Wolters even admits to this weakness in the following two-point admission of his novel use of ‘law’. “The first is that the word ‘law’ has to be stretched somewhat from its ordinary meaning to accommodate the sense of “particular command.” We do not usually use ‘law’ in this sense, although it is clearly very close in meaning to “command” and does bear this wider meaning in expressions such as “his word is law.” The second is that the universal validity of God’s law reflects his constancy in dealing with his creatures. We must not understand universal validity as entailing the absolute sense of a metaphysical determinism divorced from God’s personal characteristics of faithfulness or trustworthiness (Hebrew ’emet, “truth”) in his dealings with others. Though God may surprise and amaze us (and often does; we then speak of “miracles”), this does not suggest that we cannot depend on him; on the contrary, it underscores his utter reliability. In other words, there is no tension between the universal and particular in God’s law.” (18)

Why “stretch” the word ‘law’ when in fact it can have the effect of subtracting from the subject the idea of God’s personal living providential sustaining of his own creation. Why not stick with the biblical word ‘command’ which as a verb, clearly denotes this active superintendence? The word ‘providence’ has the advantage of referring to something of ‘universal validity’, but one that necessitates the needed corollary of resting upon the faithfulness of the Creator as personally actively sustaining his creation in a normally predictable way. It is the very idea of God’s faithfulness to his creation in his providence, that the secular worldview has sought to drive out of the discussion, but which alone can explain the very personal existence of humanity itself. It is  the personal nature of humanity, among many other things, that the secular worldview cannot explain, which is foundational to the biblical understanding of God as both the Creator and Sustainer of the whole of reality.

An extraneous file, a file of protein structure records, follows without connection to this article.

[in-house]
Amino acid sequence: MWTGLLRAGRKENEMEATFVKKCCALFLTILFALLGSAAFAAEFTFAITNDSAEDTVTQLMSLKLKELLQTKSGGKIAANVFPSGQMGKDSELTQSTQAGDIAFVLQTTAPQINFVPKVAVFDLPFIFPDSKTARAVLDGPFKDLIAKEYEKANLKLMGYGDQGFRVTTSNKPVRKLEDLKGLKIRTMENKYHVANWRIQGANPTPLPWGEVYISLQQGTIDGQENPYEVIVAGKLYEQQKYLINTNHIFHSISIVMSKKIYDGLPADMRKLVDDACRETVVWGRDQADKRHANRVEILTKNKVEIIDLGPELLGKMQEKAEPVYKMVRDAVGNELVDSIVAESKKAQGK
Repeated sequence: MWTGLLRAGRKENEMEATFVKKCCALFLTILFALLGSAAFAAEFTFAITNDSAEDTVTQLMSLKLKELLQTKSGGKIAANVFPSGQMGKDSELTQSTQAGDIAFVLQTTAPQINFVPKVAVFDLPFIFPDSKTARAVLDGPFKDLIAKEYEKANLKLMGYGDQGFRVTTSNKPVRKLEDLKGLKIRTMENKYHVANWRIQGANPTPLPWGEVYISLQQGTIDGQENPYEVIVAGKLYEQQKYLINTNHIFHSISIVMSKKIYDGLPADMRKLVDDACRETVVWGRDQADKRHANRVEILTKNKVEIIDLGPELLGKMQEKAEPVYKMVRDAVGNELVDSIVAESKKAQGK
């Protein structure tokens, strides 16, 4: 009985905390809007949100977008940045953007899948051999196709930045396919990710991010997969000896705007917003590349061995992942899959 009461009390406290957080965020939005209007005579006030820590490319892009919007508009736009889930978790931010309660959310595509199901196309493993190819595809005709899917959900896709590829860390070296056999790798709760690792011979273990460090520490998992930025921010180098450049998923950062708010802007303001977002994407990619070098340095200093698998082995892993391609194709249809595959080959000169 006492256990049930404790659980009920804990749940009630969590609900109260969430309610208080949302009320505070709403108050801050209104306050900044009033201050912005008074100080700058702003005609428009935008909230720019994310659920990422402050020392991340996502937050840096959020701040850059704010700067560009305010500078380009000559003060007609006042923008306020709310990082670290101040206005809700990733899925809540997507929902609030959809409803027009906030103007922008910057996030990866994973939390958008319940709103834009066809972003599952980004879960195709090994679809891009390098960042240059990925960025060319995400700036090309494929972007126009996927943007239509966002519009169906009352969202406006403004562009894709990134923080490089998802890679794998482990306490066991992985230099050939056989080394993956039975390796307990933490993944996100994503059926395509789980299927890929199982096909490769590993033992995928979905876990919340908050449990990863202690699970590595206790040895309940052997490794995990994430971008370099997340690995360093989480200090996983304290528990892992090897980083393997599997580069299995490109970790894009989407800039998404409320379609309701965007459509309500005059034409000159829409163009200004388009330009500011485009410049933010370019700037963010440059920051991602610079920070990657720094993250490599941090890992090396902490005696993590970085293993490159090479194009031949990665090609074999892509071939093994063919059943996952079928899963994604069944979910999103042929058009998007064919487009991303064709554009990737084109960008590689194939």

One might concede the use of the word ‘law’ when used in the area of hard sciences when speaking of ‘the laws of nature’, partly because it is so entrenched, but even here we must stress providence and not an autonomous view, or deistic view of law. However, Wolters wants to further “stretch” his definition of ‘law’ to absorb the perfectly adequate and superior words such as ‘norms’ or ‘principles’ or ‘standards’ of the more metaphysical sciences. In doing so he creates the very thing he warned against, “a metaphysical determinism divorced from God’s personal characteristic of faithfulness or trustworthiness (Hebrew ’emet, “truth”) in his dealings with others.” Wolters seems determined to remove the personal nature that the bible preserves further when he reinterprets the biblical conception of wisdom in personal terms, ie., personified as a woman (Pr. 1:22-23; 8:4, 22-23, 27-30), and reduce it also to his broad extra-biblical conception of law (25-27).

Another flaw in Wolters perspective has to do with how his concept of ‘law’ is founded upon the presupposition that the scriptures do not in fact give us sufficient principles or wisdom to guide us in the various academic disciplines. “In these areas, too, the Bible does not give more than general parameters.”(30) This is diametrically opposed to the broader evangelical and reformed work in the area of worldview formation and analysis, which has endeavoured to in fact establish a Christian worldview in every area of life on universal biblical principles. It is the logical fruit of Dooyeweerd’s conception of so-called sphere sovereignty and the so-called particular laws pertaining to them, that this tradition effectively creates areas where God’s word in fact has no place. It is a bald statement that in these so-called spheres, that the revelatory word is irrelevant (30).